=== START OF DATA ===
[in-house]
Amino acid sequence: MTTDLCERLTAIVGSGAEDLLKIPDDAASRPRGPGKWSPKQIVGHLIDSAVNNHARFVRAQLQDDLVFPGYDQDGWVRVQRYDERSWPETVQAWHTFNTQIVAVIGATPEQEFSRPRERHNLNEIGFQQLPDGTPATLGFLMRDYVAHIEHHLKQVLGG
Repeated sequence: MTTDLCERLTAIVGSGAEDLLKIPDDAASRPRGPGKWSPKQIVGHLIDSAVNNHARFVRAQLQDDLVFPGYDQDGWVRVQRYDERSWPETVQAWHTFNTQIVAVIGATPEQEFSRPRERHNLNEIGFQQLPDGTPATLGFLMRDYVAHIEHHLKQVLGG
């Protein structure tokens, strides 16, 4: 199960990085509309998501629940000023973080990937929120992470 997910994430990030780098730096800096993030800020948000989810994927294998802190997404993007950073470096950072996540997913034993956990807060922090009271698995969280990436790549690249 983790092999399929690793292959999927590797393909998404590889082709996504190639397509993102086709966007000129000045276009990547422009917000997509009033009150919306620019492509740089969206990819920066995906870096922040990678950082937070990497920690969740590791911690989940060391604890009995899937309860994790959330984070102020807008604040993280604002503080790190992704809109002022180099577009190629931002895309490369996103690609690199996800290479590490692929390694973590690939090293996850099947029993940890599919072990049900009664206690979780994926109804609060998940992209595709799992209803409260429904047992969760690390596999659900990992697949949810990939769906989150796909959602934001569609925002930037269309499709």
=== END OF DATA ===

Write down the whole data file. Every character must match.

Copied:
[in-house]
Amino acid sequence: MTTDLCERLTAIVGSGAEDLLKIPDDAASRPRGPGKWSPKQIVGHLIDSAVNNHARFVRAQLQDDLVFPGYDQDGWVRVQRYDERSWPETVQAWHTFNTQIVAVIGATPEQEFSRPRERHNLNEIGFQQLPDGTPATLGFLMRDYVAHIEHHLKQVLGG
Repeated sequence: MTTDLCERLTAIVGSGAEDLLKIPDDAASRPRGPGKWSPKQIVGHLIDSAVNNHARFVRAQLQDDLVFPGYDQDGWVRVQRYDERSWPETVQAWHTFNTQIVAVIGATPEQEFSRPRERHNLNEIGFQQLPDGTPATLGFLMRDYVAHIEHHLKQVLGG
């Protein structure tokens, strides 16, 4: 199960990085509309998501629940000023973080990937929120992470 997910994430990030780098730096800096993030800020948000989810994927294998802190997404993007950073470096950072996540997913034993956990807060922090009271698995969280990436790549690249 983790092999399929690793292959999927590797393909998404590889082709996504190639397509993102086709966007000129000045276009990547422009917000997509009033009150919306620019492509740089969206990819920066995906870096922040990678950082937070990497920690969740590791911690989940060391604890009995899937309860994790959330984070102020807008604040993280604002503080790190992704809109002022180099577009190629931002895309490369996103690609690199996800290479590490692929390694973590690939090293996850099947029993940890599919072990049900009664206690979780994926109804609060998940992209595709799992209803409260429904047992969760690390596999659900990992697949949810990939769906989150796909959602934001569609925002930037269309499709």